Future Longhorns Close Out High School Career

Avery Bradley and Jordan Hamilton closed out their high school careers on Saturday night playing the Jordan Brand Classic at Madison Square Garden. The dynamic duo combined for 22 points helping lead the Black team to a 110-103 victory.

Saturday night was the first time the Texas Longhorn fans got to see Avery Bradley and Jordan Hamilton on the same court in front of a national television audience. While the Jordan Brand classic was the most sloppy of the all-star games filled with big men trying to be guards, it did serve as an excellent chance for 24 talented players to show their array of abilities in a game in which the shot clock never had to be turned on Saturday evening and the term "transition defense" never uttered by either head coach.

The future Longhorns suited up for the 12 member victorious Black Team made up of Bradley, Hamilton, Derrick Favors (Georgia Tech), Kenny Boynton (Florida), Dominic Cheek (Villanova), DeMarcus Cousins (Kentucky), John Henson (UNC), Ryan Kelly (Duke), Alex Oriakhi (Connecticut), Abdul Gaddy (Washington), Durand Scott (Miami, Fl) and Lamont Jones (undecided), which took on the White Team led by sensational point guard John Wall.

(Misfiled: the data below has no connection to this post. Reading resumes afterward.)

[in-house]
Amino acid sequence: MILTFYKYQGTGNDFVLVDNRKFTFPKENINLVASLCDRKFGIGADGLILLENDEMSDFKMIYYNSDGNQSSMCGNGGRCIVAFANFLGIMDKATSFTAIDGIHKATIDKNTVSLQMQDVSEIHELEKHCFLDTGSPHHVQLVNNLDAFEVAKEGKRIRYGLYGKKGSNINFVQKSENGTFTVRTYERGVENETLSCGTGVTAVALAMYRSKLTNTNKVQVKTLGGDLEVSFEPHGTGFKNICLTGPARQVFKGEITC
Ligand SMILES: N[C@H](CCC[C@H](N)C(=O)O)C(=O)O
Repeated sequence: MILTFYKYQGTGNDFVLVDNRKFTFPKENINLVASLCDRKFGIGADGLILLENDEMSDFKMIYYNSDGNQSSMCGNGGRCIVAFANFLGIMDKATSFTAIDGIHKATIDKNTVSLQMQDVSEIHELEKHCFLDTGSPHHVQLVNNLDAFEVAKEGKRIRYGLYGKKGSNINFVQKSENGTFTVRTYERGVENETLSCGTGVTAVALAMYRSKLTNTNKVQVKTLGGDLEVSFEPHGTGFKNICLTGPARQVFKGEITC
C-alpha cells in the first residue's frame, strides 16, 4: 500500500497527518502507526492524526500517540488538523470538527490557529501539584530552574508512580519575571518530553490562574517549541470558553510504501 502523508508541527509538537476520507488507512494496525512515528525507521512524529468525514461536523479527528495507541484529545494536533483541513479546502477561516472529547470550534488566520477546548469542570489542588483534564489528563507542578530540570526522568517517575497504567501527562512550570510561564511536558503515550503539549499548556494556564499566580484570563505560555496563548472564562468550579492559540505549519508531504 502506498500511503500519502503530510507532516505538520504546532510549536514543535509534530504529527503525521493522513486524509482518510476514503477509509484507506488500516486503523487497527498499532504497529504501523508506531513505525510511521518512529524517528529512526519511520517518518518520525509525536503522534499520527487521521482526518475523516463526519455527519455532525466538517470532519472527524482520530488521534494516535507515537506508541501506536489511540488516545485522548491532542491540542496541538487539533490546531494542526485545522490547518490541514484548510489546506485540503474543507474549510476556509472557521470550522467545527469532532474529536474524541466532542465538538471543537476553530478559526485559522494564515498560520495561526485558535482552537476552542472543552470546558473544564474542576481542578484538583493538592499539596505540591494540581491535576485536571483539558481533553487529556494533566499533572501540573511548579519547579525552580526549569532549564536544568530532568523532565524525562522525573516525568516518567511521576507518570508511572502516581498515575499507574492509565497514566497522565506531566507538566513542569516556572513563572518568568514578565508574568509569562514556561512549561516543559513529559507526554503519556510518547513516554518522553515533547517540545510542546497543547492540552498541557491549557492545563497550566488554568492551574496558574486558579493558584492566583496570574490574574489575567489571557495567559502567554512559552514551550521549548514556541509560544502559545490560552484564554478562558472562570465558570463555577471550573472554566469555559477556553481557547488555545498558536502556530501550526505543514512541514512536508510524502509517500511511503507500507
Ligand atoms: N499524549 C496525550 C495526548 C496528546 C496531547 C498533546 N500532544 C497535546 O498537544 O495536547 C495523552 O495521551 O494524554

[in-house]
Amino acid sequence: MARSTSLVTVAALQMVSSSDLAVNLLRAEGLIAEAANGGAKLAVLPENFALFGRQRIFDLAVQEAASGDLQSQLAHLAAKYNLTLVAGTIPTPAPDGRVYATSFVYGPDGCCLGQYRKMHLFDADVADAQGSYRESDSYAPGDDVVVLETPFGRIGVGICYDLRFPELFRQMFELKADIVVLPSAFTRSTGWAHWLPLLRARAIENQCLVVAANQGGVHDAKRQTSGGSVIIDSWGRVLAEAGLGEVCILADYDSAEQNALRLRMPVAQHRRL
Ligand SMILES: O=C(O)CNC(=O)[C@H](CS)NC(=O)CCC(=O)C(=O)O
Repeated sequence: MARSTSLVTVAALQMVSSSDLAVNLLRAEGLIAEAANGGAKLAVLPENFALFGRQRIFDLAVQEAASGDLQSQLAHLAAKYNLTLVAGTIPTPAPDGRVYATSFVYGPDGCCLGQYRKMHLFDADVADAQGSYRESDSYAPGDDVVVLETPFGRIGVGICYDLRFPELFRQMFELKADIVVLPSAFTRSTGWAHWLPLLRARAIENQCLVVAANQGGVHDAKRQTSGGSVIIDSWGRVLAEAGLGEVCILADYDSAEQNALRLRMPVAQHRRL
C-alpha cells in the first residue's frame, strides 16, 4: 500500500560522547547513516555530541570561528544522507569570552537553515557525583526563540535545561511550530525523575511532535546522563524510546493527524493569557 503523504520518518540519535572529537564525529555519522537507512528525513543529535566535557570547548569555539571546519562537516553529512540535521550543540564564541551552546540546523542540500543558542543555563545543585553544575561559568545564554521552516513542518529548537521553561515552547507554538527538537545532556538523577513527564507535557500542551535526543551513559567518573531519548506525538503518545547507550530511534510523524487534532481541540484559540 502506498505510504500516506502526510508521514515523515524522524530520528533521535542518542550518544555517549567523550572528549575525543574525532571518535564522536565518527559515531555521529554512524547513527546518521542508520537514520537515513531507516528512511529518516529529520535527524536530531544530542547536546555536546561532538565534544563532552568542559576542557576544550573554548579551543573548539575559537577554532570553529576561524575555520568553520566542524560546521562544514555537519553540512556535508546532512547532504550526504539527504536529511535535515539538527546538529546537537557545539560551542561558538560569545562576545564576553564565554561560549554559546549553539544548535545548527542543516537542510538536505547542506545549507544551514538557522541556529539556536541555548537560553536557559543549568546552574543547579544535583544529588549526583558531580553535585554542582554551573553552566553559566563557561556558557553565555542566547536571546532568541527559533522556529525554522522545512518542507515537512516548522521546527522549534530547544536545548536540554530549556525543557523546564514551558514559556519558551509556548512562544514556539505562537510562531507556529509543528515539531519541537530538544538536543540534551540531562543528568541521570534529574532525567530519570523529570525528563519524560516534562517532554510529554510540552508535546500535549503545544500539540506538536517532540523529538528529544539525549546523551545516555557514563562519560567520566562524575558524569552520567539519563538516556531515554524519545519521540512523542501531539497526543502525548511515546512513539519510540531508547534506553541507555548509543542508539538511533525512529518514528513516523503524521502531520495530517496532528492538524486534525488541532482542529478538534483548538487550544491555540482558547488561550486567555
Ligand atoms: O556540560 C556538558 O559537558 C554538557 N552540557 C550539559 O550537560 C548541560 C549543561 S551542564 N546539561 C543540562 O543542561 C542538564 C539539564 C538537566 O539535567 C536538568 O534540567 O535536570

The Big 12 was well represented with five future players and the decision of guard Xavier Henry (Kansas or Kentucky) still hanging in the balance. Along with Bradley and Hamilton, 6-9 big man Keith Gallon (Oklahoma), point guard Tommy Mason-Griffin (Oklahoma) and big time forward Wally Judge (Kansas State).

Wall is still listing Baylor among his eight choices, but they are considered a long shot at this point with a decision two or three weeks away.

Avery Bradley

As the 6-2.5 guard has done the entire month of April, Bradley came out to play on both ends of the floor and scored eight quick points. He made a six-foot runner going right for his first bucket of the game, followed with a three from the right corner on an inbounds play and finished his opening scoring spurt with a driving three-point play.

As was the case in the McDonald's All-American game, Bradley also guarded the ball and made an effort defensively that wasn't seen by other players. Bradley didn't start on John Wall, but did guard him for a handful of first half possessions. He took away a Wall driving angle, caused Wall to slip on an attempted change of direction, stole the ball at the top of the key and then threw the ball ahead for a run out dunk for his lone assist.

Bradley, who started and helped the Black Team to a 52-42 lead at the half, finished the first half with eight points, two rebounds, two steals and one assist. He did miss two free throws in the first half that would have given him a double digit half as he has done throughout April.

The top 10 prospect in the 2009 class came off the bench in the second half and added six points to finish with 14. He scored all three second half baskets inside of six feet.